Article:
- Matthew Stern
Done Deal: A Guide to the Brexit Trade Deal between the UK and the EU
Updated: Mar 4, 2022
“The clock is no longer ticking” announced Michel Barnier on Christmas Eve as it was announced that the UK and the EU had finally reached a trade deal. After 4 and a half years of trade negotiations following the 2016 Brexit referendum result, and with the clock most definitely ticking in the days leading up to Barnier’s statement, somehow a deal has been struck.
Boris Johnson has hailed the deal as “a good deal for the whole of Europe” whilst EU Commission President Ursula von der Leyen said the deal was “fair”, “balanced” and that we have a “good deal”.
Labour leader and leader of the opposition, Sir Kier Starmer, has instructed his MPs to vote in favour of the deal despite calling it “a thin agreement” which does not “provide adequate protections” to workers’ rights. Nevertheless, he pointed out that it was either “this deal or no deal” and therefore has decided to back the agreement, a major step in ensuring the deal is ratified by Westminster.
However, what does the agreement actually say? You can hardly be blamed for not wanting to sit and read 2,000 pages of complex and confusing political language, so here we have broken down the agreement to the most important points (you're welcome).
1. Free trade
Arguably one of the most important reasons for successfully negotiating a deal was maintaining zero tariffs and quotas on goods travelling between the UK and the EU. It had been said that if no deal prevailed, goods would be subject to extensive checks on the border leading to extensive delays and wreaking havoc at border crossing points.
This deal ensures that goods travelling between the UK and the EU will continue to move freely and without delay.
Further, a no deal scenario would have more than likely led to an increase in prices of goods originating from the EU, for example fruit from Spain, as the UK and the EU would trade under World Trade Organisation tariffs. Therefore, we can still enjoy strawberries in the middle of January for the prices we have come to know.
As well as goods, there is an agreement on cross-border trade in services and investment, securing market access for a wide range of sectors including finance, professional and business services and transport.
This is a big relief to many companies and is an important part of the deal, as the service sector accounts for roughly 80% of GDP in the UK and London is considered one of the financial capitals of the world.
2. Visiting, living and working in the EU
As part of the EU, British citizens were allowed to live and work in EU member states, unrestricted and visa-free.
The agreement also allows British people to travel to EU countries for up to 90 days within a 180-day period, visa-free for tourism. Therefore, your yearly summer holiday to Alicante is still allowed without the need to apply for a visa.
3. Labour and workers' rights
The EU and the UK have agreed to “not reduce the level of protection for workers or fail to enforce employment rights”. However, the UK is free to regulate, adopt and modify their policies in accordance with international law.
4. Are we still safe?
There has been a lot of talk about security following the UK’s withdrawal from the EU. For example, how much information will be shared and how easy will the sharing of information be between the UK, EU member states and Europol (the EU’s agency for law enforcement)?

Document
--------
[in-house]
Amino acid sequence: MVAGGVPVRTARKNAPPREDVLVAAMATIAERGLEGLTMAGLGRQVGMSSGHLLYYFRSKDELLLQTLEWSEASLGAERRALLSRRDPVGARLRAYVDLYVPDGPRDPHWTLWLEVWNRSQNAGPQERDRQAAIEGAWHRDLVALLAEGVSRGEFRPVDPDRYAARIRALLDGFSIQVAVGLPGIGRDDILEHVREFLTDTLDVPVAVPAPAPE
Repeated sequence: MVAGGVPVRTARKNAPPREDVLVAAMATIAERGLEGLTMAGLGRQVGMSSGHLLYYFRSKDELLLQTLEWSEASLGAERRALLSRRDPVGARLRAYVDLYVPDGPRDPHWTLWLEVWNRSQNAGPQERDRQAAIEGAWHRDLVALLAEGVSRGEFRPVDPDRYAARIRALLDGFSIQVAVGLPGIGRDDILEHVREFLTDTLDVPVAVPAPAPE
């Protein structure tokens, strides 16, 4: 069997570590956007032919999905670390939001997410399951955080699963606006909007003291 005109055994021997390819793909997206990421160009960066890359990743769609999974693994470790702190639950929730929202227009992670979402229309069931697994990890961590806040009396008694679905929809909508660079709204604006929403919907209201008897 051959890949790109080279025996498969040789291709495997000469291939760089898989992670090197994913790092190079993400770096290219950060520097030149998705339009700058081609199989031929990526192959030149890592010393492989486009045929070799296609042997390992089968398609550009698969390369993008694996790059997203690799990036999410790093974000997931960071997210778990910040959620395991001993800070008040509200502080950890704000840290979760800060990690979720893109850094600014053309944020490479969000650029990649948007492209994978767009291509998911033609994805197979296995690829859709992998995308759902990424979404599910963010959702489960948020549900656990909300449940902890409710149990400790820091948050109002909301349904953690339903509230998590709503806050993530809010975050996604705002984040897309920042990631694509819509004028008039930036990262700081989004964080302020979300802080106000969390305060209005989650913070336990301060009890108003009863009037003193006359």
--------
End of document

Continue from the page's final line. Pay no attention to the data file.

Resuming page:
The deal states that there will be seamless sharing of information between these three bodies. Information including DNA, fingerprints and vehicle registration data as well as passenger name record data, operational information and criminal record data will be shared freely.
The deal is quick to point out that there will be effective multilateral cooperation between the UK and Europol on serious and organised crime and terrorism. There will also be the presence of UK liaison officers at Europol headquarters in order to “facilitate cross-border cooperation”.
5. Who is going to enforce this agreement?
One frustration that seemed to repeatedly arise during the 2016 EU Referendum was on the role of the European Court of Justice. Some felt it unfair that the UK was subject to rulings from Luxembourg and not the UK. Therefore, the UK have made it clear that the European Court of Justice will play no role in enforcing this treaty and no longer have jurisdiction over the UK.
The trade deal states that there will “independent arbitration” if one side is seen to have violated any part of the deal. Who an independent arbitrator is or what they will look like is anyone’s guess - my guess is possibly 3rd party countries or even organisations such as the World Trade Organisation.
6. The climate
Whilst there is not an extensive agreement about the climate, the deal does set out a plan for cooperation between the EU and the UK on tackling climate change. Both parties will work together to ensure neither are gaining an unfair advantage by allowing their companies to produce more greenhouse emissions than the other.
The finer details will be determined and governed by an “independent panel of experts”. The key takeaway though is that both the EU and the UK are aligned in their commitment to tackle climate change and follow rules and commitments made in the Paris Agreement.
So, the clock has indeed stopped ticking. The UK and the EU finally came to an agreement at the 11th hour, agreeing arguably the hardest Brexit possible without leaving with no-deal.
And now we wait.
Many are optimistic for a bright future outside of the EU whilst some are still in despair that we ever left. Whatever your view, you can probably agree it will be beneficial to close this chapter on the last 4 and a half years of angry debate and prolonged negotiations and start 2021 afresh.
For more updates and easy-to-read resources, head to our dedicated Brexit section.